An interesting study appeared by Laura H. Gunn in the Department of Health Sciences at UNC-Charlotte with associates from all over the world, including England and Columbia: “Online interest regarding violent attacks, gun control, and gun purchase: A causal analysis“. The title tells us something, too obviously. They studied internet searches on violent acts, gun control and gun purchases. According to the article “Google Trends, as a way to access internet search data, has become a widespread tool for health research”. It’s unclear how well Google can be trusted to give accurate information about gun-related searches, based on its demonetizing firearm related YouTube channels.
The article documents that, following mass murders, searches increase about the specific act (mass public murders), gun control and gun purchases. This is not rocket science, but there is an interesting twist in her results. It appears that interest in the act of violence fades quickly but that interest in gun control and firearm purchases fades more slowly. They concluded that the continued conversation on gun control in the media is what continued to fuel more searches for gun purchases. If anti-gunners get wind of this, you might think they would reduce their gun control rhetoric . But listening to the Democrat debates lately, it’s clear that they are not going to be quiet about gun control anytime soon.
But be not dismayed. There is positive medical research on firearms out there, like this one by Mark Hamill MD et al titled “State Level Firearm Concealed-Carry Legislation and Rates of Homicide and Other Violent Crime“. This was presented at the American College of Surgeons Annual Clinical Congress in Boston in October 2018. They looked at concealed carry legislation and its effect on the rate of homicide and other violent crime over 30 years (1986-2015) while concealed carry laws were being liberalized in many states. This study actually looked at the data objectively, unlike so many other firearm researchers with obvious subjectively skewed results. Dr. Hamill and associates used a very simple model. They classified concealed carry in two complementary ways: 1) no carry, may carry, shall carry and unrestricted; and 2) restrictive (no carry and may carry) vs. non restrictive (shall carry and unrestricted). They did not find any increase in violent crime or homicide as concealed carry laws became less restrictive.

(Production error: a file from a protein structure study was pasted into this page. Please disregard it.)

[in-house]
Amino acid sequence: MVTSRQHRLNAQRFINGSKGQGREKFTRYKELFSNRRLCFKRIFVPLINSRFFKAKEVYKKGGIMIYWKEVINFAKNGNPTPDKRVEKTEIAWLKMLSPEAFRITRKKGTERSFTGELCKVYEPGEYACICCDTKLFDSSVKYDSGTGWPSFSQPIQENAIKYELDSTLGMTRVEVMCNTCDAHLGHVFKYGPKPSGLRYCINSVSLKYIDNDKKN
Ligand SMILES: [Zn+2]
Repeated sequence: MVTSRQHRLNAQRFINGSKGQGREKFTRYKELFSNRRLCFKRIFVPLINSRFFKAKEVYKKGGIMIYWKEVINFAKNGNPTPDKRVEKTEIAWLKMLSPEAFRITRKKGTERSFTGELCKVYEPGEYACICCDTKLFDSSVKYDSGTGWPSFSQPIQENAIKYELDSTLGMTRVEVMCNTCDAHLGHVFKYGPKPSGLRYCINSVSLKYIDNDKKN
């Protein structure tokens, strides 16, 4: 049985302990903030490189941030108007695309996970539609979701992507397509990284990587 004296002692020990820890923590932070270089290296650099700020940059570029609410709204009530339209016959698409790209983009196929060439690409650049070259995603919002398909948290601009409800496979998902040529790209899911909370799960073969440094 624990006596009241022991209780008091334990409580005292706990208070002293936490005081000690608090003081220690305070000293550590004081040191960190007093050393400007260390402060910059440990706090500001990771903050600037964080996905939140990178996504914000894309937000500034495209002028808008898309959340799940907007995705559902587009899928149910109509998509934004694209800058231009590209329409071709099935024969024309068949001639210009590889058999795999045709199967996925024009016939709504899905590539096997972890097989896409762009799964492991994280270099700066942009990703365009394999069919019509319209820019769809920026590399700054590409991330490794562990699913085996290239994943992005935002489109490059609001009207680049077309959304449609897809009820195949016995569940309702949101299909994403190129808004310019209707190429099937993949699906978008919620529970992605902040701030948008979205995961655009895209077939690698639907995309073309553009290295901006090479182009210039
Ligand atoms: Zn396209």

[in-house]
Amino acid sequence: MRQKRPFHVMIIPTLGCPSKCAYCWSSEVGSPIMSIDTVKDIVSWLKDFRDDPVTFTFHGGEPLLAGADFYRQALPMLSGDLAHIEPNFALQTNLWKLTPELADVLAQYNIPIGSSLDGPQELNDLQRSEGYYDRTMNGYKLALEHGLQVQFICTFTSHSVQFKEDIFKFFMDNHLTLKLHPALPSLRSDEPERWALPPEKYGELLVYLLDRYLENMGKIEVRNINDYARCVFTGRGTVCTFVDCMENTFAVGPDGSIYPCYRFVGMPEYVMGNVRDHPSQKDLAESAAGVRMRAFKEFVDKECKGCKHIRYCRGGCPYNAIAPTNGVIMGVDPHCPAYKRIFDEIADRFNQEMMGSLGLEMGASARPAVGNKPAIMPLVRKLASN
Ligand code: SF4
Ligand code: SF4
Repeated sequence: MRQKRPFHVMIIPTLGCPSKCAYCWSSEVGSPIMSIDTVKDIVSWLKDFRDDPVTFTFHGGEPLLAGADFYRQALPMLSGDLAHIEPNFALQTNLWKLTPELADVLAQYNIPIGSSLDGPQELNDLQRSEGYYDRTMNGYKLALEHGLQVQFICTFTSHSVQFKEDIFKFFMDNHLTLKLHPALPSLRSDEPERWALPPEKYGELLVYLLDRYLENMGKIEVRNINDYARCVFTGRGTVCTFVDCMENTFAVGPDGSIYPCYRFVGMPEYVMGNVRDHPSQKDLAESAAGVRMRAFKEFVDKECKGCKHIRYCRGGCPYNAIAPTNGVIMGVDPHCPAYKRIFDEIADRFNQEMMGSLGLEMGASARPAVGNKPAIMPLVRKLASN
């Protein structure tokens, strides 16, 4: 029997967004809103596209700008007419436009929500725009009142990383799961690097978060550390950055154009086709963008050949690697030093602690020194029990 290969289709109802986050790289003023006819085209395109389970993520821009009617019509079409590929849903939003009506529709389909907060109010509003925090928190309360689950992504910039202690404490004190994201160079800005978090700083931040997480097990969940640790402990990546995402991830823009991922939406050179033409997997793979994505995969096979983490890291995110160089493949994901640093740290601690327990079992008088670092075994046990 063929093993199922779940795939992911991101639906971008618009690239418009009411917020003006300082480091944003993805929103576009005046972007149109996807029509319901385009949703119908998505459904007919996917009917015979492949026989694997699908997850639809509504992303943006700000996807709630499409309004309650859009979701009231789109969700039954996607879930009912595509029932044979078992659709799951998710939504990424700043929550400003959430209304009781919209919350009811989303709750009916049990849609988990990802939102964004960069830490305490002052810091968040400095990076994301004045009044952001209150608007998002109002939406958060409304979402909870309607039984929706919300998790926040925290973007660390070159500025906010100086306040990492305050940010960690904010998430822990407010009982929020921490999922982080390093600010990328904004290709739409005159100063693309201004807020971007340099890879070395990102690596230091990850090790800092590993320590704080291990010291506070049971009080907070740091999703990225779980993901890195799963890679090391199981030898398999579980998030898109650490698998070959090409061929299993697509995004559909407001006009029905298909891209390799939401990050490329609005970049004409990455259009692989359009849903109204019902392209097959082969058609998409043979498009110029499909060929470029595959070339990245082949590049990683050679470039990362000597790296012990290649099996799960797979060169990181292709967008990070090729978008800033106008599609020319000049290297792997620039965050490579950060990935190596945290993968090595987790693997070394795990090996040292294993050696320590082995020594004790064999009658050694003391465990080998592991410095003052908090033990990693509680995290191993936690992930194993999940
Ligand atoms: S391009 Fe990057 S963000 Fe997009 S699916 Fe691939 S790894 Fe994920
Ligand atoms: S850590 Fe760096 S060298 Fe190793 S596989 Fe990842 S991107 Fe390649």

It is refreshing to see physicians doing objective research on firearms instead of demonstrating anti-gun bias from beginning to end. Here is another recent example of that bias.
I attended the Iowa State Trauma Conference in August and took in a lecture titled Active shooter in the healthcare setting. I expected the usual anti-gun blather and I was correct. Many of the statistics presented were either irrelevant or biased. During the lecture the author repeatedly mentioned how many firearms were confiscated from people when certain hospitals installed metal detectors at the entrances, without discriminating between legal and illegally carried guns. That wasn’t the worst of it though. Then she added that perhaps 20% of weapons got through the metal detectors. So I asked why, if even with metal detectors we cannot stop significant numbers of firearms getting into the facilities, shouldn’t people inside be armed anyway? She said that “we have found the the increase in the number of firearms is a risk factor for firearm injuries and the number of gun used to protect someone is much less than the number of people harmed with guns every year”. I brought up the fact that many researchers have found that the number of defensive gun uses is much higher than the harm done by criminals. Even the CDC’s own survey data (which they hid for 25 years), showed approximately 2.4 million defensive gun uses every year. That is many more than all of the gunshot harm, including suicides, every year. She said “we will just have to agree to disagree”. I had to agree with her there. She doesn’t want to consider research that doesn’t fit the party line. I think that we do need to look at it all.